3.2. Lower Stratospheric Water Vapour
 Stratospheric water vapour is important to radiative and chemical processes in the climate and understanding its variability is crucial to assessing the causes of recent climate changes [Forster and Shine, 1999; Shindell, 2001]. There are two principle sources of stratospheric water: advection from the troposphere and the oxidation of methane. The stratospheric water specific humidity has been increasing since measurements began in the 1950s [Evans et al., 1998; Rosenlof et al., 2001], at least in part due to increasing methane concentrations in the atmosphere. However, the increases are significantly in excess of that provided by enhanced methane oxidation (although they may have slowed in recent years [Randel et al., 2004]). Thus understanding the processes governing the exchange of water, particularly in the tropics is of great current interest. Mechanisms that have been proposed for tropical STE of water include (a) the gradual ascent of water vapor that undergoes freeze-drying at the tropical tropopause, (b) uplift of thin cirrus ice particles and (c) episodic lofting of ice by deep convective overshoot [Holton et al., 1995; Holton and Gettelman, 2001; Sherwood and Dessler, 2001] (among others). Each of these above-mentioned mechanisms will have a different isotopic signature (in both HDO and H218O) and so isotopic ratios have been widely proposed as a useful constraint on the relative strength of these mechanisms [Moyer et al., 1996; Zahn et al., 1998; Dessler, 1998; Keith, 2000; Johnson et al., 2001a; Kuang et al., 2003].
 Observations of water isotopes at the tropopause and lower stratosphere indicate that the most depleted values observed are associated with tropical troposphere-stratosphere transport. The mean isotopic signature of the water entering the stratosphere has been estimated to be −653 ± 18‰ [McCarthy et al., 2004] and −128 ± 31‰ for δD and δ18O respectively [Johnson et al., 2001a] (error bars are one standard deviation). Smaller scale observations have supported deviations as low as −900‰ for δD and −200‰ for δ18O [Webster and Heymsfield, 2003] (with data corrections after publication). The mean observations are significantly less depleted than what would be observed in a so-called “Rayleigh distillation” process, where a saturated air parcel is lifted from the surface to the tropopause and all resulting condensate is instantly lost as precipitation. Assuming that the gradual ascent of water vapour in the real world acts like a pure Rayleigh distillation process then implies that other processes (such as those mentioned above) must be responsible for the observed ratios. However, any amount of mixing of previously detrained air or ice will produce less depleted vapour than pure Rayleigh distillation. In this version of the GCM, convection never overshoots (i.e., it only reaches the local neutral buoyancy level) and condensate (ice or liquid water) is not advected, either by the moist convective plume or by the large scale advection. Thus, only the mechanisms of gradual ascent or turbulent entrainment into the stratosphere are simulated. The GCM potentially provides an improved base assumption for estimating the potential for ice lofting and convective overshoot to contribute to the stratospheric water. We should add that moist convection in the model occasionally does cross the 380°K isentropic surface, and deposits moisture above 110 mb. Depending on the definition used, this could be considered the stratosphere (but we note that this is always below the WMO tropopause definition) [Holton et al., 1995].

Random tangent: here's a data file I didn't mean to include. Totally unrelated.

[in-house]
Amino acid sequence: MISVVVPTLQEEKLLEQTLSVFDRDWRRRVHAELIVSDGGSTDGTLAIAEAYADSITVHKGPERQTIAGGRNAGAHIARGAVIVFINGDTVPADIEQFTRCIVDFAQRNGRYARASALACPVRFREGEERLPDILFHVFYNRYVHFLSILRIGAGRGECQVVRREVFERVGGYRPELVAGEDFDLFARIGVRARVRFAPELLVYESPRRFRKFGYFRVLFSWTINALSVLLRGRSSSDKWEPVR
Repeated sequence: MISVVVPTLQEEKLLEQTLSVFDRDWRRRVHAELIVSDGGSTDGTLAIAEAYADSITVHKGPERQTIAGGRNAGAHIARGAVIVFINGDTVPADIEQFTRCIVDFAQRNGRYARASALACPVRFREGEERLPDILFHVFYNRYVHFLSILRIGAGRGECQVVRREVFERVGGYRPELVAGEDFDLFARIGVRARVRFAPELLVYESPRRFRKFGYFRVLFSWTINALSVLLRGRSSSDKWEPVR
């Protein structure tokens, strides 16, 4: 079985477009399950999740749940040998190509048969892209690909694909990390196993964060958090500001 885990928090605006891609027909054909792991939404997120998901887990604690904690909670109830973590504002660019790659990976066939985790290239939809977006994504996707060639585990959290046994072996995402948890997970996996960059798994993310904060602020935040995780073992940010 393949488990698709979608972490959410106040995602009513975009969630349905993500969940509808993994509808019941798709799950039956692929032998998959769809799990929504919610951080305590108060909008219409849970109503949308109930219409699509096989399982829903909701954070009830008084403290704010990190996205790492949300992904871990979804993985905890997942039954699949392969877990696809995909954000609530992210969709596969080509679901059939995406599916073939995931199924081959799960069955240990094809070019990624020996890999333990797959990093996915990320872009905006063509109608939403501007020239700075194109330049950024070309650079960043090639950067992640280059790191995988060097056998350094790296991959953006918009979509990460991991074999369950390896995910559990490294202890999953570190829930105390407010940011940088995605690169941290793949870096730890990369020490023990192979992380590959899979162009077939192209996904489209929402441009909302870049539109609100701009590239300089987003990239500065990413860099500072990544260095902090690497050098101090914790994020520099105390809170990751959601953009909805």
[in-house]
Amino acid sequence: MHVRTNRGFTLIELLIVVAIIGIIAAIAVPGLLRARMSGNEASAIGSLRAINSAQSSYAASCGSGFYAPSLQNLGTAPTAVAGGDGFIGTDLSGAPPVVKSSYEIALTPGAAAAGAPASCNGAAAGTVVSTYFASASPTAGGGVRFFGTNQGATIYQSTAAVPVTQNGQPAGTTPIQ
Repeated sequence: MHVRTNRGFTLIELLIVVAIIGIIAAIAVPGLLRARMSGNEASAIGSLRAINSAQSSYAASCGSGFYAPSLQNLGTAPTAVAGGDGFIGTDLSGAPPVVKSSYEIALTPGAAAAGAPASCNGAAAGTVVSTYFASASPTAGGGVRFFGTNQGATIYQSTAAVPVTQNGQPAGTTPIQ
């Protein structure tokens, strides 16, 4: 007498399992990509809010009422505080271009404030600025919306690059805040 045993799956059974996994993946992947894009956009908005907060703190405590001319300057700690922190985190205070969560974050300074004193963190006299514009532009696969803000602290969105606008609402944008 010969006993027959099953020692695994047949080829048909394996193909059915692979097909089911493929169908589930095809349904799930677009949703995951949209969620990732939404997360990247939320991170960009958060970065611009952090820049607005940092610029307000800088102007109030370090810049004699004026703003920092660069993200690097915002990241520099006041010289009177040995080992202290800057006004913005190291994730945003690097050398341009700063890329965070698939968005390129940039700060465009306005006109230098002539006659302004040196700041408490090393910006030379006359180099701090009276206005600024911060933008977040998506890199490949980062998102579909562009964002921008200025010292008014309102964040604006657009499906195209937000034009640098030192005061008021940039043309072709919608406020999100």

While not directly involved with the hydrological cycle, changes in the the amount of lower stratospheric ozone can significantly affect the tropopause temperature and hence the cold-trap that is one of the determinants of the incoming stratospheric water vapour. A new ozone dataset compiled from all existing sources was developed while this study was underway [Schmidt et al., 2005]. The OZONE experiment is thus the same as ORIG, but uses the new dataset which has slightly less ozone in the lower tropical stratosphere, and thus a slightly cooler tropopause.
3.3. Isotope Parameterisations
 To gauge the importance of the base model changes discussed above compared to uncertainties in the isotope physics, we also describe the impact of two changes that only affect the isotopes. In one case, we adjust the super-saturation function used in calculating the kinetic effects when condensing to ice to be S = 1 − 0.004 * T (SUPSAT). As mentioned above, this is a standard ‘tuning’ parameter for adjusting the deuterium excess in Antarctic precipitation, however we demonstrate that it has implications for upper tropospheric isotopic ratios as well.